Conclusions Are Not Like Bunnies; You Don’t Hafta Jump To Them

Yesterday, my mother had to get a vaccination.  A young man behind the counter handed her an application and when I looked at it, it was in Spanish. Now, I am a proud Latina, but I found it funny that this man jumped to the conclusion that as a Spanish speaker a) my mom wanted the application in Spanish b) she read Spanish.
Now, I want to definitely concede that even I am not immune to this behavior.  I often jump to conclusions based on assumptions without really gathering all of the information available to me at the time. But I am consciously trying to notice when I’m doing this or am about to do this so I can stop myself before I act.
I’m wondering whether this is just a condition that has been developed because of the fast pace of our world. Is it really necessary to rush to judgment, quick assessments before we’ve given ourselves a chance to shape what we want to say and do?
Recently, I was listening to a podcast where the guest speaker spoke about the immediacy of reacting negatively to new information (such as an email). Now I’ve totally done this. I admit it.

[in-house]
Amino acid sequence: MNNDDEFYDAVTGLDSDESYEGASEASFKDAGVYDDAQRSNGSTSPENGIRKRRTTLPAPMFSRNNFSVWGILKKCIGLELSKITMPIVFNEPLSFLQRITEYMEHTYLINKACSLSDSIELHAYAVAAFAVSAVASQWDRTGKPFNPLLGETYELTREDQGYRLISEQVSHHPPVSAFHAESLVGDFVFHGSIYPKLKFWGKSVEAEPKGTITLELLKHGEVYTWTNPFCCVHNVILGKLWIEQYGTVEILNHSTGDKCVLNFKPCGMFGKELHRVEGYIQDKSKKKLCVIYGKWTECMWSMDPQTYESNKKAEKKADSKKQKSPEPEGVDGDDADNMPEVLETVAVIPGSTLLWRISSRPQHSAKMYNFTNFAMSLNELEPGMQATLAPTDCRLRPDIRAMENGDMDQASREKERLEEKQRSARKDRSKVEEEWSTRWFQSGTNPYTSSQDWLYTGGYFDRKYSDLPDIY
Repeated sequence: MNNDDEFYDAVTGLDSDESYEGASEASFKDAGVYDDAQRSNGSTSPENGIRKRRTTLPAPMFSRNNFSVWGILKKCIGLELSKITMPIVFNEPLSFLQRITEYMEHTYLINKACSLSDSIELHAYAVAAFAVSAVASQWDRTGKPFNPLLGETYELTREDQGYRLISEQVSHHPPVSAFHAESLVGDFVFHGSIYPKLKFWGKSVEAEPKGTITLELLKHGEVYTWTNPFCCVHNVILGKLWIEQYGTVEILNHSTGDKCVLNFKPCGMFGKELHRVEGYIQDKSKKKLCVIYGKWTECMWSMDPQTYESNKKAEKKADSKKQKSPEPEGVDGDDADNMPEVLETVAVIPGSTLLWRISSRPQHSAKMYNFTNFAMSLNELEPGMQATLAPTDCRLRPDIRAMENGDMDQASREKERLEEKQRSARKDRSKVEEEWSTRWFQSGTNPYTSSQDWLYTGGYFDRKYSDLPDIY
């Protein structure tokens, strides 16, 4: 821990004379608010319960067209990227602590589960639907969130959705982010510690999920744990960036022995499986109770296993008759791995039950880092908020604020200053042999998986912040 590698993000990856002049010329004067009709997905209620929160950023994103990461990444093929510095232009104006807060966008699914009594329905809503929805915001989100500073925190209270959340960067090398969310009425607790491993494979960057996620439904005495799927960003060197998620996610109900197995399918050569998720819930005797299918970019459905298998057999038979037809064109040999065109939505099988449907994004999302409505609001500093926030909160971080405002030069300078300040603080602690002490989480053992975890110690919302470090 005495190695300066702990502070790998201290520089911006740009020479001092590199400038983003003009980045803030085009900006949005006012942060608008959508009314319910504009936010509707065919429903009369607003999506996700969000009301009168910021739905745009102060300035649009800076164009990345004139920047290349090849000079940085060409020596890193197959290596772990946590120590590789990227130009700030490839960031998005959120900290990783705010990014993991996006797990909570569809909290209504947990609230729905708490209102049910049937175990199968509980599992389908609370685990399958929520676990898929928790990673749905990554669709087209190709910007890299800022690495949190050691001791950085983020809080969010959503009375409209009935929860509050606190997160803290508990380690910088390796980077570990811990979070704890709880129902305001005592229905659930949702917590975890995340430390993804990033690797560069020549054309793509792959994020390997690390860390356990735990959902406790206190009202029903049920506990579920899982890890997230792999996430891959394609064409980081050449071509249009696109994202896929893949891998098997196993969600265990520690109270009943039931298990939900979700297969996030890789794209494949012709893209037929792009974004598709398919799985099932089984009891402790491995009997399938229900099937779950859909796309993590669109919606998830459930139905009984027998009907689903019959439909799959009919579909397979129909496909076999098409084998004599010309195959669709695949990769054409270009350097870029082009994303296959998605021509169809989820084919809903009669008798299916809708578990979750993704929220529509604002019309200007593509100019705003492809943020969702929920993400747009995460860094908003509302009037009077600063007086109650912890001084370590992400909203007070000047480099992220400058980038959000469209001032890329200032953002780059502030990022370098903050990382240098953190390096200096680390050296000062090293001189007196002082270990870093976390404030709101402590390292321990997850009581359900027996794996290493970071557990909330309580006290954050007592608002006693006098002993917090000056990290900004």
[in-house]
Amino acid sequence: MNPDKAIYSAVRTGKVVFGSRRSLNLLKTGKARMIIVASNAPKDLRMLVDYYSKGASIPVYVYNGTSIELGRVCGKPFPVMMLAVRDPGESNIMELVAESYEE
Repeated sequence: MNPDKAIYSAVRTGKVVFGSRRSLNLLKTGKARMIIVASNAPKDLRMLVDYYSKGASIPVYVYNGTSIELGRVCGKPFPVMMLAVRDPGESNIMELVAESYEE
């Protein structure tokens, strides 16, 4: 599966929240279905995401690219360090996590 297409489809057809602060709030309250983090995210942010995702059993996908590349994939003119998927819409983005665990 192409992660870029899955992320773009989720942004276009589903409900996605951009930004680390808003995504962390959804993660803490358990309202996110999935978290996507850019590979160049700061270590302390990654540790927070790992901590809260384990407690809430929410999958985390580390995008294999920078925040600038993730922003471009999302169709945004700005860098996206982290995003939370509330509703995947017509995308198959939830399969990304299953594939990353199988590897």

So in what ways have you jumped to conclusions only to be proven wrong?


About Lisa Perez

Lisa M. Perez is a published poet, editor, copywriter, public speaker and artist. The co-creator of the first ever ArtSpace in Jersey City, member of IUOMA (International Union of Mail Artists), and administrator for an online Mail Art group, Lisa supports the arts and advocates for creativity. Her successful, Art Journal and "Notes from my Brain" series are ongoing projects that evolve with the artist. In addition to being an active blogger since 2005, Lisa scripts and edits copy for various online articles and videos. In September 2017, she was a guest-speaker and virtually chaired a YOGA Recovery meeting. In her spare time, Lisa studies, reads, and creates while maintaining a day job in a STEM field and being a full-time fur-mommy to her shih-tzu, Cher.
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